THE government seems pretty happy and confident that no referendum will be needed on the so called fiscal compact. Avoiding a referendum solves a lot of problems in the short-term. There remain some risks; with a public showing high levels of support for a referendum Michael D. Higgins may see his presidency defined by the pressure he will feel to refer the matter to the Supreme Court. The public has not seen too much of him and he will be accused of selling his soul for the job if he doesn’t. Right now things might be a lot simpler if Gay Mitchell had become president.
If by some chance a referendum was needed the government faces a problem. It would be far better to call one now than be seen to be forced to call one by the Supreme Court. They know, however, that getting a referendum through would be no easy task. The fiscal compact is not simple; they brought home no goodies to sell it with. Fianna Fail might even be tempted to say the government should have done better and oppose the deal. Now that would be quite a landmark.
If worst came to the worst and a referendum was called the government would need to be very brave if it wants it to get passed. Michael Noonan said some time ago that any referendum would in essence be about our membership of the EU. While not technically incorrect, he had a point. In a referendum a government would need to depart from the Nice and Lisbon formula of ignoring the possibility of losing and passing it off as an unknown. This time the government would need to lay out a plan of exactly what it intends to do if we vote yes and more importantly if we vote no.
If the government believes this deal is necessary for the Euro to survive then, logically the decent thing to do after a no vote would be to leave the Euro. By making that clear they would immediately force the hand of FF to support the deal. They would also focus minds. The next step would be to say that in such an event Ireland would need to consider and debate its future and indeed EU membership and another referendum on that subject would follow a no vote. Very quickly minds would be focussed on where we truly believe Ireland’s future lies. No more ‘I’m pro-European but…’ those that want out of the EU would have an opportunity to clearly lay their case. If the vote is endorsed then the government has a huge and renewed mandate on Ireland’s course for the future.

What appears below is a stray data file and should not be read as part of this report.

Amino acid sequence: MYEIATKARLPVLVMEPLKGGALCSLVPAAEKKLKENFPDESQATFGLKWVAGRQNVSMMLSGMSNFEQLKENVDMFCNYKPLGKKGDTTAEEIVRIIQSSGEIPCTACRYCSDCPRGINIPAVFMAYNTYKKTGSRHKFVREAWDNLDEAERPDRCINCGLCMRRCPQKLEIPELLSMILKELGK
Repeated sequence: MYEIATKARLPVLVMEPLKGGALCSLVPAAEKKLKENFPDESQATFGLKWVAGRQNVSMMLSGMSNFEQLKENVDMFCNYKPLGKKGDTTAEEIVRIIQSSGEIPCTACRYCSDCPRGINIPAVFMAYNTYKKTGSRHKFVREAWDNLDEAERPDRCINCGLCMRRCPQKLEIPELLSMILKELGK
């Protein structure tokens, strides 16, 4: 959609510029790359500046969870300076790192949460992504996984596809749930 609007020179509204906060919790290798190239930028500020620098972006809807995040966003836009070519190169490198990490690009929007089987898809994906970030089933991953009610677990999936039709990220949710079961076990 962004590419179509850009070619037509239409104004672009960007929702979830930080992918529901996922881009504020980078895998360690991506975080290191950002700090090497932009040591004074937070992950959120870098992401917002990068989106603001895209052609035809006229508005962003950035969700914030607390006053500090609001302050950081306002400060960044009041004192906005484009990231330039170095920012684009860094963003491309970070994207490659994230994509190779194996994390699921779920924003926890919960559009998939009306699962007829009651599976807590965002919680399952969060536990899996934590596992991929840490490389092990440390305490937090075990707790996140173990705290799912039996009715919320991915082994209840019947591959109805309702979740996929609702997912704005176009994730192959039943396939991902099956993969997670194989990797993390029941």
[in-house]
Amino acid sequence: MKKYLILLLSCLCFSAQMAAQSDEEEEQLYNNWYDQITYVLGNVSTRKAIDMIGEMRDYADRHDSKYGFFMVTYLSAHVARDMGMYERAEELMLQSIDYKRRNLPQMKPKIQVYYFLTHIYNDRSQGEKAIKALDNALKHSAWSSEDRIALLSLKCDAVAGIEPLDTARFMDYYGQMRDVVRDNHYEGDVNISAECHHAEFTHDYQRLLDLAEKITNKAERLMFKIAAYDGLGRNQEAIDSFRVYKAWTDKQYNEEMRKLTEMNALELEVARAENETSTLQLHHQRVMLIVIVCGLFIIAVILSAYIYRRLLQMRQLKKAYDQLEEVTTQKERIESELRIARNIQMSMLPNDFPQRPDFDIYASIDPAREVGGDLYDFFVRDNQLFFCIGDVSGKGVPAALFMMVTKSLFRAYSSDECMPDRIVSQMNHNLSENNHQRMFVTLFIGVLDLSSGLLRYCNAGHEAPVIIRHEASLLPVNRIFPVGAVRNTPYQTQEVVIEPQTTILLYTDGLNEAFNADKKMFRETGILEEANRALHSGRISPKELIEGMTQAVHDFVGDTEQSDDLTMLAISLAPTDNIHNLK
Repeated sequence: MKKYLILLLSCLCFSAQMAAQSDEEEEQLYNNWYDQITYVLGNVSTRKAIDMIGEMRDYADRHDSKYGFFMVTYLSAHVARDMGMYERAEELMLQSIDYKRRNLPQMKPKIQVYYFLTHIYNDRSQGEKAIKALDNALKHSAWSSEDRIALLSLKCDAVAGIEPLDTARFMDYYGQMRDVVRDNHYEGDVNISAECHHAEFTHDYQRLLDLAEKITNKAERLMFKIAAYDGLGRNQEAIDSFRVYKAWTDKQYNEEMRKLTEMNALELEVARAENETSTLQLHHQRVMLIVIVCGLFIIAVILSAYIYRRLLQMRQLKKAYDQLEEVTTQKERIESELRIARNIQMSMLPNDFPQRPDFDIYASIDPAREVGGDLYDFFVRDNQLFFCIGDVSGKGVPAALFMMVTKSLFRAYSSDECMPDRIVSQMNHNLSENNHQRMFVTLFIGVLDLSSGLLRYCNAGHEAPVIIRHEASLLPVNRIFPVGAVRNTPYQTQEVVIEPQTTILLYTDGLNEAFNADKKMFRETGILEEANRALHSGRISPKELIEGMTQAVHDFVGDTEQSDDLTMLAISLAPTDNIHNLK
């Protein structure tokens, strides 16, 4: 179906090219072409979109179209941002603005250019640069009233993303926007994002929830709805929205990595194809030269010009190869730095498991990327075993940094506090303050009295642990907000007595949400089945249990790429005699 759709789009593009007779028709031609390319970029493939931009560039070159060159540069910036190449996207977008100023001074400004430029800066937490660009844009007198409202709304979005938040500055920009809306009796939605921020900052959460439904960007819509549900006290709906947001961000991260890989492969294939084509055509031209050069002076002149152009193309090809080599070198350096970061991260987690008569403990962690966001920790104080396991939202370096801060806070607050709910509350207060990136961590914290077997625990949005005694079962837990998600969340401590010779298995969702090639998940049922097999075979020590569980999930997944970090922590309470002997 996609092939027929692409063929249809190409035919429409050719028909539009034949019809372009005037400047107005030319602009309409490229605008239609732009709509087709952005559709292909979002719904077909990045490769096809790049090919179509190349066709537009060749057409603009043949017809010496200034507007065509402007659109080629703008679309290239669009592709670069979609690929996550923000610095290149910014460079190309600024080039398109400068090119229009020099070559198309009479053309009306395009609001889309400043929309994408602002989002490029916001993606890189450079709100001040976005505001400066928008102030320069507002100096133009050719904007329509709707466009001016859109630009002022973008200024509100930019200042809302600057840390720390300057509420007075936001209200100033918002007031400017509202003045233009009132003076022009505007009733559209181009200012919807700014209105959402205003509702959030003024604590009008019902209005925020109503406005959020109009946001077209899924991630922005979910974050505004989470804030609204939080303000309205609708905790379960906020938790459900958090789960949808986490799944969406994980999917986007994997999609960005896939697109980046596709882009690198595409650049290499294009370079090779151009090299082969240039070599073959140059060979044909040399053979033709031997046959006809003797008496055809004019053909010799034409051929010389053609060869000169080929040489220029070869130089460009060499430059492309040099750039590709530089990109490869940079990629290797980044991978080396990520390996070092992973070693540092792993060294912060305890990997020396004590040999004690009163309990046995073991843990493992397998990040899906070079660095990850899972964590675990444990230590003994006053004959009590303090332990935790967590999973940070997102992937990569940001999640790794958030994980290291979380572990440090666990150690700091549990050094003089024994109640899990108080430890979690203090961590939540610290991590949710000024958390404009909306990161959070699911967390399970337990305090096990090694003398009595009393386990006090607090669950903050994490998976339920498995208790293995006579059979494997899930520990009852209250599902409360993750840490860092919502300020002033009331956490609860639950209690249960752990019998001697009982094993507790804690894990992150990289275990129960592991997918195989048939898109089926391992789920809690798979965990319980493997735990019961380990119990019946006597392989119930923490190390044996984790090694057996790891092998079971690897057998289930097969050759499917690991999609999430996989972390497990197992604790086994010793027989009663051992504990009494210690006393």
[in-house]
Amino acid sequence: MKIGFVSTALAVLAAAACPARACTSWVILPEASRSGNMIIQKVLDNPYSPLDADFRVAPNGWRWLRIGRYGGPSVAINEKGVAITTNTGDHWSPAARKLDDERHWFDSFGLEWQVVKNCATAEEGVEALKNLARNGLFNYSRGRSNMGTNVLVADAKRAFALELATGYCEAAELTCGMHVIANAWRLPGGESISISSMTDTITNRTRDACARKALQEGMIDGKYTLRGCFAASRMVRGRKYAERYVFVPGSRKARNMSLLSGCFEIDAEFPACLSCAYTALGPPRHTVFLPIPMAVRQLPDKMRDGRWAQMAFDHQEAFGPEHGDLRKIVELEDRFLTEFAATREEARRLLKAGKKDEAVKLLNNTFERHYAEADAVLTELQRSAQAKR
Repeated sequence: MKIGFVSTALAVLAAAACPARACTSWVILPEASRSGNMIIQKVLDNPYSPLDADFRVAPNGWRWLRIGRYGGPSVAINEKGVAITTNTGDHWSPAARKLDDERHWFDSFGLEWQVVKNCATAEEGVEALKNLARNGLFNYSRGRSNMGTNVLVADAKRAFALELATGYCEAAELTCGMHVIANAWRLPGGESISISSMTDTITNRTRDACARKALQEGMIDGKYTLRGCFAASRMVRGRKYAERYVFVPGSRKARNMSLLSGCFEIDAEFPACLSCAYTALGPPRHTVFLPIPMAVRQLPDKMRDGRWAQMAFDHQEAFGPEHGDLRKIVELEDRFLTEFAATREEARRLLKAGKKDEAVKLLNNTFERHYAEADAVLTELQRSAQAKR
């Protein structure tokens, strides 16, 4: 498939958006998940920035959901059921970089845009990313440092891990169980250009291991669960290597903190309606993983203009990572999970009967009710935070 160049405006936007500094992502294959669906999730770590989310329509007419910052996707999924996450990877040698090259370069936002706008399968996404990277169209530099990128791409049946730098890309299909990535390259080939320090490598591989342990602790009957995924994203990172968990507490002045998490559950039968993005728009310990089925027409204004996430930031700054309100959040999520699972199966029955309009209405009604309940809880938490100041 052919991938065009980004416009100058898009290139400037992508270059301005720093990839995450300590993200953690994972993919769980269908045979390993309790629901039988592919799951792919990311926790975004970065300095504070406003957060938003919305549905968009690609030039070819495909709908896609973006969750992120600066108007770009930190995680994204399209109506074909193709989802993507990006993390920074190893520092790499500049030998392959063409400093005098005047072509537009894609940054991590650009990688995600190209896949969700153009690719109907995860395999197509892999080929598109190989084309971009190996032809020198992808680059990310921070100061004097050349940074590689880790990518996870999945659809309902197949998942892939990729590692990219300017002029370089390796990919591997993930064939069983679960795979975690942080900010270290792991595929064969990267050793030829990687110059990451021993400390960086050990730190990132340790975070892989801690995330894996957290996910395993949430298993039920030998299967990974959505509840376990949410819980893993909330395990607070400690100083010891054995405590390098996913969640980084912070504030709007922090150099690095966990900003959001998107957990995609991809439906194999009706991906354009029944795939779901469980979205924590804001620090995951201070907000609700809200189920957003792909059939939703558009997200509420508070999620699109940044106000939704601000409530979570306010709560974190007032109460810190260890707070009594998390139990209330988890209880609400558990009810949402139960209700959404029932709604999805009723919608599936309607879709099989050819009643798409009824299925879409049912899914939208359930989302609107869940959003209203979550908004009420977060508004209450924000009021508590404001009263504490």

Of course, it carries a risk, the risk being that the people may say no and you will have to listen and find yourself outside the Euro, maybe even the EU and actively considering default on debt. While some argue that would be a good thing, I can tell you that the very thought of it terrifies any government right out of their senses.
Given that Fine Gael is a pro-European party on principle and ideal rather than like Fianna Fail which was based on practicality, I cannot see them even countenance such a risk and therefore there is a real chance the referendum would be lost because as usual a no vote would be seen to carry no consequence.
This is the reason the text has been pored over in an effort to find the words that avoid a referendum. The short-term gain also carries a price however. Once the government manages to avoid a referendum they will be over the initial hump. They will stick close and survive the attacks. But just like the last government, after the bank guarantee and the EU/IMF deal, the public will feel that they have been forced into another monumental decision with no say. They will be accused of being an elite like the last government avoiding the people and not caring. Any positive in the deal will never be discussed but the negatives of what they have got us into will be thrown out time and time again. They will in short take the blame. They will be told they sold our sovereignty and betrayed the people.
This uses up valuable political capital and when the time comes to introduce a tough decision you find that people have closed their ears to you. The government seems doomed to make the same mistakes as its predecessor and be accused of the same things. If they face the same judgment in another four years, where will we turn then?
Johnny Fallon is a political consultant